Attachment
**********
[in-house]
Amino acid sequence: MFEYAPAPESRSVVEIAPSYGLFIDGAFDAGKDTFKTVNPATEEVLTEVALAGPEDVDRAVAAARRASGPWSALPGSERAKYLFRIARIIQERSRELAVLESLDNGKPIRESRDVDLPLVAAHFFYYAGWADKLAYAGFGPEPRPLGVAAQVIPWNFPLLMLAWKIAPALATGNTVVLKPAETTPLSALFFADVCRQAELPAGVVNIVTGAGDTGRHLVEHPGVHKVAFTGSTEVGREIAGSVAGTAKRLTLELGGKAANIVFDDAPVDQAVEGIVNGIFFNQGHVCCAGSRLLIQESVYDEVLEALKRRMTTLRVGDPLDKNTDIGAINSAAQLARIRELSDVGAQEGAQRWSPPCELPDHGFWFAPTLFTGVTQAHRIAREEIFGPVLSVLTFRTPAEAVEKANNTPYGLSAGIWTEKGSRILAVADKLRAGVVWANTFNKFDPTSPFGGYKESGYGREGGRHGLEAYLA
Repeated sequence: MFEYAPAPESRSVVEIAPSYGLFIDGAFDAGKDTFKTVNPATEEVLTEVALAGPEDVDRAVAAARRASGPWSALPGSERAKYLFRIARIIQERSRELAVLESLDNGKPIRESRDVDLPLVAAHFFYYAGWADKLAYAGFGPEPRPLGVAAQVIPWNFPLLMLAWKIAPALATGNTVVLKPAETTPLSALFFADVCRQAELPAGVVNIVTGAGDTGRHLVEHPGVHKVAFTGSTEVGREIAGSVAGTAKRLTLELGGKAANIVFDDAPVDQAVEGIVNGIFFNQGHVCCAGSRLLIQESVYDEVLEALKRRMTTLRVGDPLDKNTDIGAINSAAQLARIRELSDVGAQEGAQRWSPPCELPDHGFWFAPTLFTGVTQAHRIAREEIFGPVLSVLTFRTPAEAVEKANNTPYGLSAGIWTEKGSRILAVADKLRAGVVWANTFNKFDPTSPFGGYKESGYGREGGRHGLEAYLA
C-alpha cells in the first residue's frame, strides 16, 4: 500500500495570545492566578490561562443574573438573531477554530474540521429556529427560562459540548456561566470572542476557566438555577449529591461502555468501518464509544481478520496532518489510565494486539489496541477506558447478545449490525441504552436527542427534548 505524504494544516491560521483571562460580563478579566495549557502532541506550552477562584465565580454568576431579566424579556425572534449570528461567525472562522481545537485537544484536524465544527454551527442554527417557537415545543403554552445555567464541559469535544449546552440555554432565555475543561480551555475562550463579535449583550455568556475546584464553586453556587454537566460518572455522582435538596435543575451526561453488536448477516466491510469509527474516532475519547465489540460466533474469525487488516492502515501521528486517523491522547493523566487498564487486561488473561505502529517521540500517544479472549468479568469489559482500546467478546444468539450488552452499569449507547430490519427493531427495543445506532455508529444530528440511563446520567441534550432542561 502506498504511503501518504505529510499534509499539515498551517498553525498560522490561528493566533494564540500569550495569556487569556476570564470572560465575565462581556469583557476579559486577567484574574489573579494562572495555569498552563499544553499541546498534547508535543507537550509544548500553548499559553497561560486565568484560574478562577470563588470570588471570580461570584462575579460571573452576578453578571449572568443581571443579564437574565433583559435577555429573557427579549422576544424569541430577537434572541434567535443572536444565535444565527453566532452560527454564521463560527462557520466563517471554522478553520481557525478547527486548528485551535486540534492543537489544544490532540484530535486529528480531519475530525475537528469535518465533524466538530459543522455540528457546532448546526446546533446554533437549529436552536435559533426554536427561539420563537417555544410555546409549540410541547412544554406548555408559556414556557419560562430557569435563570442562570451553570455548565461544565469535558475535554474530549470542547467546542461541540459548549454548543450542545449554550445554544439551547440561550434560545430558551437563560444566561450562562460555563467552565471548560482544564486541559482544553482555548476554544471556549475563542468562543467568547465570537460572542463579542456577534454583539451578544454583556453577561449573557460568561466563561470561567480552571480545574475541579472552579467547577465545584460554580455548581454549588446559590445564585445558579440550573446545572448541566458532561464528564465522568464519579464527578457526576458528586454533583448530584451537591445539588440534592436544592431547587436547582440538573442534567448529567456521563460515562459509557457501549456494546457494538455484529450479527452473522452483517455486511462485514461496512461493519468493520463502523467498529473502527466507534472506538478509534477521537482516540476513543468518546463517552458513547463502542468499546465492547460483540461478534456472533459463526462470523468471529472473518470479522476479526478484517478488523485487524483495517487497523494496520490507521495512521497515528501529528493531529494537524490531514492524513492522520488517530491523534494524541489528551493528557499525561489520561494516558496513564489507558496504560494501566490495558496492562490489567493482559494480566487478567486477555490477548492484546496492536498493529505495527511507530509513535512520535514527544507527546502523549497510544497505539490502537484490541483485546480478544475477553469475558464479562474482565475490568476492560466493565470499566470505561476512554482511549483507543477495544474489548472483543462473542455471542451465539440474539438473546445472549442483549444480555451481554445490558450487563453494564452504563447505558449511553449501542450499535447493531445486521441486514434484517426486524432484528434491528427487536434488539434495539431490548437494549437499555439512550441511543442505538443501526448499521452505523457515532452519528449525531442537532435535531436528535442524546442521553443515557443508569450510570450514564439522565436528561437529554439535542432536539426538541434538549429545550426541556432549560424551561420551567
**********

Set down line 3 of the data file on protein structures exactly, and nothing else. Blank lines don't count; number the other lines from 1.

Repeated sequence: MFEYAPAPESRSVVEIAPSYGLFIDGAFDAGKDTFKTVNPATEEVLTEVALAGPEDVDRAVAAARRASGPWSALPGSERAKYLFRIARIIQERSRELAVLESLDNGKPIRESRDVDLPLVAAHFFYYAGWADKLAYAGFGPEPRPLGVAAQVIPWNFPLLMLAWKIAPALATGNTVVLKPAETTPLSALFFADVCRQAELPAGVVNIVTGAGDTGRHLVEHPGVHKVAFTGSTEVGREIAGSVAGTAKRLTLELGGKAANIVFDDAPVDQAVEGIVNGIFFNQGHVCCAGSRLLIQESVYDEVLEALKRRMTTLRVGDPLDKNTDIGAINSAAQLARIRELSDVGAQEGAQRWSPPCELPDHGFWFAPTLFTGVTQAHRIAREEIFGPVLSVLTFRTPAEAVEKANNTPYGLSAGIWTEKGSRILAVADKLRAGVVWANTFNKFDPTSPFGGYKESGYGREGGRHGLEAYLA